Stwray
09-12-2012, 04:41 PM
*cough* Northwestern *cough*

But really, the 'Nova, Georgetown, basketball program with no football program stuff is not gonna happen. The whole goal here, I think, is to eventually have ND as a football member. Until that happens, there is no point in just gobbling up another team to get the 15/16. The divisions in football are even now, and if/when ND joins the conference in football, you're not going to want a school to have to build a D-1 football program from a D-1AA program or less. Hell, just the sheer stadium construction costs would deter anyone like Nova from signing on to that type of agreement.

The ACC is going to sit back and let some other chips fall before grabbing a school. As long as the Big East continues to serve as a stepping stone to the ACC, Swofford can afford to wait. Right now people are talking Rutgers or UConn. OK... well why not wait 3 or 4 years to see if a school like Temple really gets its football program up and running at a big time level?

You just don't know what schools will be relevant if/when ND joins in football. So why add someone now? Or even in the next year?

I don't disagree with waiting -- I think that is smart and makes a lot of sense. But the Nova case for football (I think it is a no brainer for basketball -- 2 eight team divisions , could even put together the old "ACC" -- Big Four, Clemson, Maryland, Tech and Virginia-- as one division with the Big east refugees in the other) is stronger than you might think. They were very close to moving up in Football for Big East this year, and seem to want to move up to D-1 in Football for a lot of reasons. Their Big East proposal had them using an expanded PPL Park, which is the soccer stadium for the Philadelphia Union (already have played a game there in past). Currently 20k seats, with plans for expansion to between 30 and 35K. You bring in the Philly market, which is the 4th or 5th largest TV market in the US and one the ACC doesn't have right now. Academically, they are a fit, and they also have natural rivalries with the other ACC/Big East Schools, particularly Pitt, Syracuse and Notre Dame. They play D-1 in other sports as well.

Temple is another potential strong fit as well, and a stronger academic match than many would think.

This will be interesting to see play out.

loran16
09-12-2012, 05:34 PM
I'd say that Philly Basketball is dominated by the Sixers. I would mostly agree that Philly college basketball is dominated by Temple and Nova first, with St. Joe's as a solid third. The real issue is that except for alumni and a select few other die hard fans, no one cares about college basketball in the city except for the NCAA tourney or a team is in the top tn and the Eagles are done playing. In revenue terms, the only thing that a Philly team would have over another team in terms of revenue is potential rights fees that a local station would pay for ACC network programming.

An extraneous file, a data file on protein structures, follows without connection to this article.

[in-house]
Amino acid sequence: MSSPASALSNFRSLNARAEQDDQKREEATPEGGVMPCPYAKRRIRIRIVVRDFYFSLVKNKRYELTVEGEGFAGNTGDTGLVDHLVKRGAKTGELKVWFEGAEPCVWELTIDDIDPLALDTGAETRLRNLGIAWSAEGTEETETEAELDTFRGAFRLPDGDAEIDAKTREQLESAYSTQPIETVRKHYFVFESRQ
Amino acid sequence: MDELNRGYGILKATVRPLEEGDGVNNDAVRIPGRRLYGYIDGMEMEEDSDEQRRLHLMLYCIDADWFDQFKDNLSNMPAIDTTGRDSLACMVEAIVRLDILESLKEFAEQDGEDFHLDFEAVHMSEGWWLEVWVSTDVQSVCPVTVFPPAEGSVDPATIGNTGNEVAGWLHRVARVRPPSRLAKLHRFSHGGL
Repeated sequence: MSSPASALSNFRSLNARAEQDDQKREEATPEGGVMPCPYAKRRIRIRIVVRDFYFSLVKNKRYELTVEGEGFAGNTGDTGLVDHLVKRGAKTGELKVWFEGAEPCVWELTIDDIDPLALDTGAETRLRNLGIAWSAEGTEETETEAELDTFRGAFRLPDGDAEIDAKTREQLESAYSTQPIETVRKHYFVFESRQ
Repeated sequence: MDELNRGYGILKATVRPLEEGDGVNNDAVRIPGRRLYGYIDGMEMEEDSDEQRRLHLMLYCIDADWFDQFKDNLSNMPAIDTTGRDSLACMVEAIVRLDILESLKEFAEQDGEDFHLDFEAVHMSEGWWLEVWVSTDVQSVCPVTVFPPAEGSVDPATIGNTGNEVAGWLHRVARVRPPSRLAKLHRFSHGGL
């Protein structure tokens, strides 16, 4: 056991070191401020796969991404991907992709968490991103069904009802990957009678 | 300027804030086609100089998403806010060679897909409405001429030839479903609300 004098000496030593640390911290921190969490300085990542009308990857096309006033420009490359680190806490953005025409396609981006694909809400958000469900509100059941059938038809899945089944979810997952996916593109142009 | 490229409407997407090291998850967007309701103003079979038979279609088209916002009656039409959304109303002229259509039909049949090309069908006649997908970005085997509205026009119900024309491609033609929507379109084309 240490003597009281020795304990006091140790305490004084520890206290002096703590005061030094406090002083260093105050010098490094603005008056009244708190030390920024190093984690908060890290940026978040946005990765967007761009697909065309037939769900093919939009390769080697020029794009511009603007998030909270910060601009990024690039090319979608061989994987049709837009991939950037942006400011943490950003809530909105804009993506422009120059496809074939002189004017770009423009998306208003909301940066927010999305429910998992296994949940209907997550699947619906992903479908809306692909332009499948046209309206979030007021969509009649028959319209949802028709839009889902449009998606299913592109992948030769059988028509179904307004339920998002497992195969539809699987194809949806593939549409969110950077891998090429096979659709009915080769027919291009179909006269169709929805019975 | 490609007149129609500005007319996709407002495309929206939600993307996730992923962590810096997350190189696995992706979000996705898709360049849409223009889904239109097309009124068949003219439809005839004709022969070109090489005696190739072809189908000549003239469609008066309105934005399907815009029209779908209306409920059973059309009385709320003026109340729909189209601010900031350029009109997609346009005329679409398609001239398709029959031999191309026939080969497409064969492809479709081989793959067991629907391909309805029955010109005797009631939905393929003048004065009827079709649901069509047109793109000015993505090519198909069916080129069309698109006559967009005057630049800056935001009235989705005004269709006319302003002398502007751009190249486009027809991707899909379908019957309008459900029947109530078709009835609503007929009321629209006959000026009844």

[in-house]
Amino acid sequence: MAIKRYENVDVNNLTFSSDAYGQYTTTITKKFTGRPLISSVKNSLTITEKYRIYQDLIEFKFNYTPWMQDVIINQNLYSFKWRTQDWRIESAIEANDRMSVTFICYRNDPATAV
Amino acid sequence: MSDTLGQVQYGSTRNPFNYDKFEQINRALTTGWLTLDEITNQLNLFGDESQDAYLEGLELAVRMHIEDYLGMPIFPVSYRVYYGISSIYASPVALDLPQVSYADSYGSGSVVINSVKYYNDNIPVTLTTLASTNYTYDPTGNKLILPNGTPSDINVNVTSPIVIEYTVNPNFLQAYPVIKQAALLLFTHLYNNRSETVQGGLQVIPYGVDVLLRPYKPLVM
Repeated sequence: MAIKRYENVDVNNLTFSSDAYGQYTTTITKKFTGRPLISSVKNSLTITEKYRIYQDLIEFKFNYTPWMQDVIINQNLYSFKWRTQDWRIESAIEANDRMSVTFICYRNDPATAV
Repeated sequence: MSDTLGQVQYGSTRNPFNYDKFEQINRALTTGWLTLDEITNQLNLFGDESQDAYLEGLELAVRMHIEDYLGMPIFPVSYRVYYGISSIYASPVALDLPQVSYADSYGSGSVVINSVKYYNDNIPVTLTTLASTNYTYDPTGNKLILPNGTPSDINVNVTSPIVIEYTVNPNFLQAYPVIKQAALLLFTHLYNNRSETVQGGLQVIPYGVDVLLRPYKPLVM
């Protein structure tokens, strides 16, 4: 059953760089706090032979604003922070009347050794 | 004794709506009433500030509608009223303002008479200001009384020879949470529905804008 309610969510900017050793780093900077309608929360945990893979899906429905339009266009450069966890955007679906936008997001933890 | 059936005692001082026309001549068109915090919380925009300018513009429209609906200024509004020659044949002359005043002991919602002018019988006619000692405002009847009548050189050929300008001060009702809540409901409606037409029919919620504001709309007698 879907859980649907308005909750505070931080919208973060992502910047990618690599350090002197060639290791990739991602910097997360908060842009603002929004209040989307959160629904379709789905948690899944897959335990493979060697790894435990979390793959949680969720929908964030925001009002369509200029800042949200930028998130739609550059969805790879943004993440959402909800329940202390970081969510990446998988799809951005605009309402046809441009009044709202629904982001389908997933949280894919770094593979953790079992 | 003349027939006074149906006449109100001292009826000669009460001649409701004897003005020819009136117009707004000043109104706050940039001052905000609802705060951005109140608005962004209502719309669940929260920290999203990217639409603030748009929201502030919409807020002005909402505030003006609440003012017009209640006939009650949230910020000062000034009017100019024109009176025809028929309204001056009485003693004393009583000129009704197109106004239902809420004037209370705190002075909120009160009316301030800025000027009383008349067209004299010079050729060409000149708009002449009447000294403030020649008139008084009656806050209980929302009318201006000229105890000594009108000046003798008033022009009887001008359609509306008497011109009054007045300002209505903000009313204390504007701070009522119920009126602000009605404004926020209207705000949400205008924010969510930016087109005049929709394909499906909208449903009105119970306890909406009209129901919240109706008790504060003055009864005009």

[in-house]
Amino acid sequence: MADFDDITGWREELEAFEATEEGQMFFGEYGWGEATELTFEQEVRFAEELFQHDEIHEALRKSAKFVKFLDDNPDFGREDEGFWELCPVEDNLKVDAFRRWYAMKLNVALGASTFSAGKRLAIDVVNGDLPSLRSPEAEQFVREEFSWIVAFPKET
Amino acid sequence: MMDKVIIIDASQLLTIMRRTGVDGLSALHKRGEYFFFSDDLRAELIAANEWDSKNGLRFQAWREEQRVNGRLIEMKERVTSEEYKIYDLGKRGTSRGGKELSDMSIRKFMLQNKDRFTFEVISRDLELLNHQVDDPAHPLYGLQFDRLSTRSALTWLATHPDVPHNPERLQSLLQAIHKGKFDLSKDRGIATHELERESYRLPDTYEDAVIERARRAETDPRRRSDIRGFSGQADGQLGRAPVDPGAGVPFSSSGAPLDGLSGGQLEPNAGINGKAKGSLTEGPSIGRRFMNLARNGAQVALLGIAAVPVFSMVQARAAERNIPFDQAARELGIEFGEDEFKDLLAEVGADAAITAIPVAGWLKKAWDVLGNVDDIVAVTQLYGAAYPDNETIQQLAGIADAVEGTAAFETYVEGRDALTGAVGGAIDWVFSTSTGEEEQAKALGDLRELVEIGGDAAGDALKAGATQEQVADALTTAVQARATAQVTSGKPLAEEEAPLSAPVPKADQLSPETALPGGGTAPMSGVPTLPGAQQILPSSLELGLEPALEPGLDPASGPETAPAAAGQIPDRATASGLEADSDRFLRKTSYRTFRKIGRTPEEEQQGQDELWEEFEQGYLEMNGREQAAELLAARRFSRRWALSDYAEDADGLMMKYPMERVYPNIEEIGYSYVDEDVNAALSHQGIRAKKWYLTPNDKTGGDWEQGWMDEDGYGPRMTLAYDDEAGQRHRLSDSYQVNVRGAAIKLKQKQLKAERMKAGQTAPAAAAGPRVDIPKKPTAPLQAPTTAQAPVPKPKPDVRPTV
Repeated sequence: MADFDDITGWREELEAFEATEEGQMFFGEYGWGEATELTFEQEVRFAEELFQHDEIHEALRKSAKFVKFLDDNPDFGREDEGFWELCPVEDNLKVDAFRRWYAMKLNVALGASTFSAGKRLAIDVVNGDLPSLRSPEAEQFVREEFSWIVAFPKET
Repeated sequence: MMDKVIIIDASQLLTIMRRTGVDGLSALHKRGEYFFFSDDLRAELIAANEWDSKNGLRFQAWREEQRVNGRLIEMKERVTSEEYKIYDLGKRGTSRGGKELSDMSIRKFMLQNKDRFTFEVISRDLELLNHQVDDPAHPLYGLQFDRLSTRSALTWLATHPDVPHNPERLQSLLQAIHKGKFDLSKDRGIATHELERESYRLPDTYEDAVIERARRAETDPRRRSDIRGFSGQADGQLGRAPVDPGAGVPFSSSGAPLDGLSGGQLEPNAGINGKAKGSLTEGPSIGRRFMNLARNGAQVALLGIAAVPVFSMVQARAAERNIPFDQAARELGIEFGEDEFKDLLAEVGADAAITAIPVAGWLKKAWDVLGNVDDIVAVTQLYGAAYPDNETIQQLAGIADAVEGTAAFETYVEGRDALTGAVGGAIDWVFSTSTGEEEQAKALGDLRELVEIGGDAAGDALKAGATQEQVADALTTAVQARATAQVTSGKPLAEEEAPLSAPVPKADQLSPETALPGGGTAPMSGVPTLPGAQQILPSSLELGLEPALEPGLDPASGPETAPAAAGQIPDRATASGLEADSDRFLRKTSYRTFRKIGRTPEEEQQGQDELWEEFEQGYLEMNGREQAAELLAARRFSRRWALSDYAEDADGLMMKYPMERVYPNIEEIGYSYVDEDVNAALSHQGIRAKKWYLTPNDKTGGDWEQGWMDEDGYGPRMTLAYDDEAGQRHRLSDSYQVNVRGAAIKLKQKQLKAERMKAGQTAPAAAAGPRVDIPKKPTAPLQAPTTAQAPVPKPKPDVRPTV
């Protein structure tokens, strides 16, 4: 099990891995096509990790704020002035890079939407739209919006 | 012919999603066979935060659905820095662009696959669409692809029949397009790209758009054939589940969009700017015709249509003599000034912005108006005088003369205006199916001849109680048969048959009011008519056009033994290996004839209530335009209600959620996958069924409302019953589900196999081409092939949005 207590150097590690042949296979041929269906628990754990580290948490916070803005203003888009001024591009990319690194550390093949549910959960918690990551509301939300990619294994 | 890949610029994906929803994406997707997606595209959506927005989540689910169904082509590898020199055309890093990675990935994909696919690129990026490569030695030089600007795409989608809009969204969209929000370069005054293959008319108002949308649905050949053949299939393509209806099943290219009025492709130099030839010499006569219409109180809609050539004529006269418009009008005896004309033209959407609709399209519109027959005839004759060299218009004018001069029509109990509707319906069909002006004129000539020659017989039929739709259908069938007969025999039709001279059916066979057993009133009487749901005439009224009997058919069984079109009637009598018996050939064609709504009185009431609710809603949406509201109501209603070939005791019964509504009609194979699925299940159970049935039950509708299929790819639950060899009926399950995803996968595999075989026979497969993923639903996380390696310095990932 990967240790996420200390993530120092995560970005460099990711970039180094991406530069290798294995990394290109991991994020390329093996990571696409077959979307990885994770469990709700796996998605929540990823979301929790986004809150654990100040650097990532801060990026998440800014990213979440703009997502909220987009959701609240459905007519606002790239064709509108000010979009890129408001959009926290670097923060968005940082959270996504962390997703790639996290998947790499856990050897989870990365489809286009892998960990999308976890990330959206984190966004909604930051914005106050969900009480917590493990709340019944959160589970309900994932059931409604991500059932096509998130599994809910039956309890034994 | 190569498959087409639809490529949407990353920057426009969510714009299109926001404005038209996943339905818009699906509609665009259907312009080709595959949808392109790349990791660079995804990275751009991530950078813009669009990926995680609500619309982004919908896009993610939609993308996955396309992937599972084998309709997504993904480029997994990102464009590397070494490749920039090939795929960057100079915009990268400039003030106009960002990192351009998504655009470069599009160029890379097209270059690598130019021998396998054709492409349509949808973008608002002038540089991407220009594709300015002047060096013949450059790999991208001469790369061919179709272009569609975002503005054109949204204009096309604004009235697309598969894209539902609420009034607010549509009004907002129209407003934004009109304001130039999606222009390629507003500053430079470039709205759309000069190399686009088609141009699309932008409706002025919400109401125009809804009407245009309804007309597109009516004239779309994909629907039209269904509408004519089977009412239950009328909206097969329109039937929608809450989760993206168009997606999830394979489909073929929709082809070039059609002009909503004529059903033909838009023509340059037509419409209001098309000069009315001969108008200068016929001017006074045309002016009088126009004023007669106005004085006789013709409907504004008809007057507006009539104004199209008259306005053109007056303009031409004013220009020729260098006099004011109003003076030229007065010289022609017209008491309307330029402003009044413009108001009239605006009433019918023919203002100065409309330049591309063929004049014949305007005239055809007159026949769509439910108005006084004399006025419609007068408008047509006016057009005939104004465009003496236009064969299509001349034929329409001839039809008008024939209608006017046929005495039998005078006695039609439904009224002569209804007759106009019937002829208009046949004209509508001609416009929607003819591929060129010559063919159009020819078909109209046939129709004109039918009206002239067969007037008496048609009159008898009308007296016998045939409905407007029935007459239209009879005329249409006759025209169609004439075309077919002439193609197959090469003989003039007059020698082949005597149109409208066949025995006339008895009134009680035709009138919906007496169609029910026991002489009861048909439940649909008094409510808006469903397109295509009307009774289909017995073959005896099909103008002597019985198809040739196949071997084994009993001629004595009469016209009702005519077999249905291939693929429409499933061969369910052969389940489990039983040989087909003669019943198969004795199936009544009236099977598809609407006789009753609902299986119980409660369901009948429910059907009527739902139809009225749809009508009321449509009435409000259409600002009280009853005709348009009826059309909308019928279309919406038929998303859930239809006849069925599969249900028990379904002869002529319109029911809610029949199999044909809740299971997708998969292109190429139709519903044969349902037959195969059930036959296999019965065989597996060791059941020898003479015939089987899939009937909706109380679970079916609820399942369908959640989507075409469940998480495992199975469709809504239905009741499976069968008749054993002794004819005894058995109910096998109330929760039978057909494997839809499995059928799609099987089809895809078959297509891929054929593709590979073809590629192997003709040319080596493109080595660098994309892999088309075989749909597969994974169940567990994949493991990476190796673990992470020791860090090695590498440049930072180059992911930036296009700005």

On another note, I think people in general jumped on the "is in a big market" bandwagon when the Big Ten first expanded and Rutgers was involved in rumors. For a conference with a stand alone cable network, rights fees alone, regardless of ratings, is a big deal (though still overstated, since I don't think anyone is knocking on Ritgers door). Foot a conference without it, you just want the best and most popular teams for a rights deal.

True enough - you'd know better than me about Philly.

New York is weird - people keep claiming various schools will bring in the NY Market (Cuse, St. John's, Rutgers, UConn), but really the city has no real team that captures most of the city. The newspapers focus most on St. John's and Rutgers (with Cuse behind them) during the regular season, but care more about the BIG EAST than any particular New York team. And the City has alums of every school all over the place (ND helps here incidentally).

Honestly, the only way the ACC is going to capture the "New York City" market is for the big east to probably die.

Blue in the Face
09-12-2012, 05:38 PM
Calhoun has yet to commit to coaching this season,
In fact, he will reportedly retire tomorrow (http://www.courant.com/sports/uconn-men/hc-hoops-calhoun-0913-20120912,0,3835501.story).

Bluedog
09-12-2012, 05:47 PM
Does this mean Chicago will now be part of the ACC region? If so, I'm all for it! They never show the Raycom ACC network games. Plus, can maybe make a game in South Bend but I'm sure it will be the hottest ticket of the year when Duke comes to town.

ForkFondler
09-12-2012, 05:57 PM
The Indiana section of the Atlantic Coast is beautiful.

Indeed

2791

ForkFondler
09-12-2012, 06:11 PM
Throaty, I'll toss in my undergraduate alma mater, Southeast Missouri State.

[cough] Tami Hanstravel [cough]

BigWayne
09-12-2012, 06:16 PM
(Can you think of ACC Lacrosse now? Syracuse, Duke, UVA, MD, UNC, and Notre Dame?! Heck Lacrosse can be an official conference and get an auto-bid now.)


The incidental to this is that the Big East will most likely drop down to 5 D1 lacrosse schools and will lose their auto bid.

dball
09-12-2012, 06:21 PM
As the logo is, Syracuse and Pitt will fit just fine. All they need to do is move the map over a little to right to add a dot for ND. Although as long as ND is only a partial member the "dot" should be an asterisk.

http://www.sportslogos.net/logo.php?id=2rhd2xyhyyagfs7q08rgewb5r

Well it is closer to the Atlantic than the Pacific at least.

SCMatt33
09-12-2012, 06:50 PM
The incidental to this is that the Big East will most likely drop down to 5 D1 lacrosse schools and will lose their auto bid.

They will still have 6. Marquette is starting a team this year.

dball
09-12-2012, 06:54 PM